Walking Mechanics of Persons Who Use Reciprocating Gait OrthosesBy Johnson, William Brett; Fatone, Stefania; Gard, Steven A.; Journal of Rehabilitation Research and Development, Vol. 46, No. 3, pp. 435-446
Publication Date: 2009
Case-series study investigated the dynamics of ambulation with reciprocating gait orthoses (RGOs) for the purpose of identifying the potential causes of the high metabolic energy cost associated with their use. For the study, data were acquired from 5 regular RGO users at a laboratory equipped with an 8-camera digital RealTime motion capture system for recording kinematic data and 6 plates embedded in a 10-meter walkway for measuring ground reaction force. Participants, who had lower-limb paralysis due to spinal cord injury or spina bifida, used walking aids including crutches, walkers, and parallel bars with the RGOs. Kinematics and kinetics were measured, and the moments and powers acting at the hips and shoulders calculated. All participants were found to walk with a flexed trunk and bore a large proportion of body weight through the arms during single support. Moments at the shoulder encouraged trunk extension, while moments at the hip resulted in trunk flexion. An extension moment acting on the hip at the beginning of swing was antagonistic to the goal of swing and contradicted the intent of the reciprocal link to advance the swing leg. These results suggest that characteristics of RGO ambulation are consistent across users. Study limitations and implications for further research are discussed.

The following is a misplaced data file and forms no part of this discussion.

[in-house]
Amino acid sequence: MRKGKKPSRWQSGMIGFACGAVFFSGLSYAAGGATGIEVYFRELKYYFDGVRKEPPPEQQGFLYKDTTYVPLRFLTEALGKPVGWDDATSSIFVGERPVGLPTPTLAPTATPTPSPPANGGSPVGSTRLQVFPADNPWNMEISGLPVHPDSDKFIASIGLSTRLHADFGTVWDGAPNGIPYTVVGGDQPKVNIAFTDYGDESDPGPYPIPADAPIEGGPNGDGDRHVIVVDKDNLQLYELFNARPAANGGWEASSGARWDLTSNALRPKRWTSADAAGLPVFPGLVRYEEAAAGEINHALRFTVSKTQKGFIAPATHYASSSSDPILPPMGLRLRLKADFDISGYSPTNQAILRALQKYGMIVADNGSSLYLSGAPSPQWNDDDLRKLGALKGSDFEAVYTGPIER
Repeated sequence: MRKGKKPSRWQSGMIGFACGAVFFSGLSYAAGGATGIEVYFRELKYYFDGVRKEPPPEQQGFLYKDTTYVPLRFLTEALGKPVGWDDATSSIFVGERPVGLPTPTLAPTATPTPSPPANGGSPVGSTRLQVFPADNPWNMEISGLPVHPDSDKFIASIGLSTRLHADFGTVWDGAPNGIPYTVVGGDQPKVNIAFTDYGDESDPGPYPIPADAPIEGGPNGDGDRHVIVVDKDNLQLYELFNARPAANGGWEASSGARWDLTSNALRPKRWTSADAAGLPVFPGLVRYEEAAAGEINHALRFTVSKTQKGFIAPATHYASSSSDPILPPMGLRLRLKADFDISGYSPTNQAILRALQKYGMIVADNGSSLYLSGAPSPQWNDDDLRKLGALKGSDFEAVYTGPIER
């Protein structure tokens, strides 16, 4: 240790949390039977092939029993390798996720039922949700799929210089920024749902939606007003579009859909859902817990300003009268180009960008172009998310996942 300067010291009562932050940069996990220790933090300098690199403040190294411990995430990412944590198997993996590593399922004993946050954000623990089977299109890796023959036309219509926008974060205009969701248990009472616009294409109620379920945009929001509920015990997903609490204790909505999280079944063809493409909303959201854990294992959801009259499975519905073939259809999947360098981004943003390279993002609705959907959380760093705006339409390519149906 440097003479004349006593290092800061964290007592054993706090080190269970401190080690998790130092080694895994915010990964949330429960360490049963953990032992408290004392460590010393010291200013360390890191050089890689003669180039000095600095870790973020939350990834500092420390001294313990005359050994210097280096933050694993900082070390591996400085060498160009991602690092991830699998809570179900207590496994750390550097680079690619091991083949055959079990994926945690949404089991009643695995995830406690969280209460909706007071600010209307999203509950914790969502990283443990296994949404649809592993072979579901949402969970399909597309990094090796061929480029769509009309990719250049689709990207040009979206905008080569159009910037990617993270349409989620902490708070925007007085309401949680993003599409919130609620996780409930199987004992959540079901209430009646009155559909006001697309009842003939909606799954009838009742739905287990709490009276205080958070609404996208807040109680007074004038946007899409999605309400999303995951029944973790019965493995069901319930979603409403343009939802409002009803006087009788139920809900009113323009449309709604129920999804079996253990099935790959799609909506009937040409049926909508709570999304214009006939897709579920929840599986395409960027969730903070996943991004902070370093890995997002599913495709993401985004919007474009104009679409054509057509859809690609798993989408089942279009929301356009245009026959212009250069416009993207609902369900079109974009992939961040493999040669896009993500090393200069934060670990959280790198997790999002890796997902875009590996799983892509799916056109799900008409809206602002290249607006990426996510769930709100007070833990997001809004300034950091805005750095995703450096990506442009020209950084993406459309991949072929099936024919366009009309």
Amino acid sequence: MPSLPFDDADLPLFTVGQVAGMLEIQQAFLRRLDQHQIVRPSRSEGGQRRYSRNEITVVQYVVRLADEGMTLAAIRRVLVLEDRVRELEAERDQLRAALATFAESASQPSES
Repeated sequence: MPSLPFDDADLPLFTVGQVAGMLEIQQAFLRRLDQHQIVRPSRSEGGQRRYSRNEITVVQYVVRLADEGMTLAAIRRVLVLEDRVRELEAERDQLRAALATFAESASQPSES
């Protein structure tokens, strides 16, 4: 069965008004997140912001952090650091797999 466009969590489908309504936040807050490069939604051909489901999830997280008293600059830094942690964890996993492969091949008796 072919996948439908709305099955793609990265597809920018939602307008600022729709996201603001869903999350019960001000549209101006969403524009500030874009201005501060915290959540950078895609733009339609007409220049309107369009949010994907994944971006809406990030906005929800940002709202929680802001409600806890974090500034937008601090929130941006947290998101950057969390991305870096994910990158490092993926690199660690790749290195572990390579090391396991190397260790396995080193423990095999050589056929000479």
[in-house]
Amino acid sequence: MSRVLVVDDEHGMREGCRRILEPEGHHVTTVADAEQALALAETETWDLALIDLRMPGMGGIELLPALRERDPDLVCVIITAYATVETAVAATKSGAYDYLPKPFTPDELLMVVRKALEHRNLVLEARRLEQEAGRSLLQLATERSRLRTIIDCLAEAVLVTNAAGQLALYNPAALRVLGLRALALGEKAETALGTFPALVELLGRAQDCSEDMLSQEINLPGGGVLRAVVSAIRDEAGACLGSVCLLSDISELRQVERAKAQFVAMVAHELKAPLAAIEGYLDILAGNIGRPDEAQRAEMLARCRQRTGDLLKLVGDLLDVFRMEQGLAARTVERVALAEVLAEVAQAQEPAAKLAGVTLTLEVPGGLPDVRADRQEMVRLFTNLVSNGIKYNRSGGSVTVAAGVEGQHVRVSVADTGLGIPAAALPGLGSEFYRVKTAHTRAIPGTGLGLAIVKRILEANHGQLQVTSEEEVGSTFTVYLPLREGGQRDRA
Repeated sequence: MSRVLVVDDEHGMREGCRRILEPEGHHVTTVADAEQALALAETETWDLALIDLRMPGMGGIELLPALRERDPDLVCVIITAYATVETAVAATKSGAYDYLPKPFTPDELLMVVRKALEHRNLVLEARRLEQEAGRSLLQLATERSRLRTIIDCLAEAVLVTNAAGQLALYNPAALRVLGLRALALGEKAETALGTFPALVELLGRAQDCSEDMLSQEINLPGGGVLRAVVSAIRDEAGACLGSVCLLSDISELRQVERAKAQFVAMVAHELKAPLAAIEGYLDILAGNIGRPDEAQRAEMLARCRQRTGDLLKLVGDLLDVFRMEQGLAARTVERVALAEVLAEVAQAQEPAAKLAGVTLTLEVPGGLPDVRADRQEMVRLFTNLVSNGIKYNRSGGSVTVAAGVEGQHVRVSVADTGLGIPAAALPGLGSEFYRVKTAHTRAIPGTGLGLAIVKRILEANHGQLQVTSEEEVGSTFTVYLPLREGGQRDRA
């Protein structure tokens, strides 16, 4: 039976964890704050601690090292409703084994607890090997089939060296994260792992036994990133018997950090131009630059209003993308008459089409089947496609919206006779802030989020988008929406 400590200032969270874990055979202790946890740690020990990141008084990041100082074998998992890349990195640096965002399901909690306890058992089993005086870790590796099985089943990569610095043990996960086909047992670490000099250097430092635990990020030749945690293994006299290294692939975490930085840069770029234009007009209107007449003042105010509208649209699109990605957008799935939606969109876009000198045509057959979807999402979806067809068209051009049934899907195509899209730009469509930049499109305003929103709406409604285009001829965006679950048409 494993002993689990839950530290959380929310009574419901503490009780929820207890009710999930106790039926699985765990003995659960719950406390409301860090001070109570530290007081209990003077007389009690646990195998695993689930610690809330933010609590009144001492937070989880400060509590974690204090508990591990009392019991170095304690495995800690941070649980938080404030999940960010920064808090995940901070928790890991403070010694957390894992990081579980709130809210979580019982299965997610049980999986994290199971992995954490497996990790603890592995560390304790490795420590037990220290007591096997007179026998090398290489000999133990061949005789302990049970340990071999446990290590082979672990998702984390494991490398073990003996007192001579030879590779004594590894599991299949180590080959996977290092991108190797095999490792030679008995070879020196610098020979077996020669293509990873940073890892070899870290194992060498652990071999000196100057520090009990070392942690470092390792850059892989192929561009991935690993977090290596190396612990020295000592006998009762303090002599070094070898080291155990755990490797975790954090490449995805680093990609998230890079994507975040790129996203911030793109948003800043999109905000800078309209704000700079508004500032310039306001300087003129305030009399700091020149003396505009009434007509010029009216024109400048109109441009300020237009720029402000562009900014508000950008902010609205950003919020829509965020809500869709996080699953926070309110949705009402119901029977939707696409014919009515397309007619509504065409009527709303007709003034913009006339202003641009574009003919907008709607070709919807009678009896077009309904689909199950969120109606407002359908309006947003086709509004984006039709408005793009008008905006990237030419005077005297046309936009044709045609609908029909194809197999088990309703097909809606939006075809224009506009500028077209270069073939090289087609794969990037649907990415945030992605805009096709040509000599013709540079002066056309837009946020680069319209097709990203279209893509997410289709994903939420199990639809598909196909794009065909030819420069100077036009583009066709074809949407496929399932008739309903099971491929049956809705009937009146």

VA Rehabilitation Research & Development Service (Web Site: http://www.rehab.research.va.gov )
Link to text: http://www.rehab.research.va.gov/jour/09/46/3/johnson.html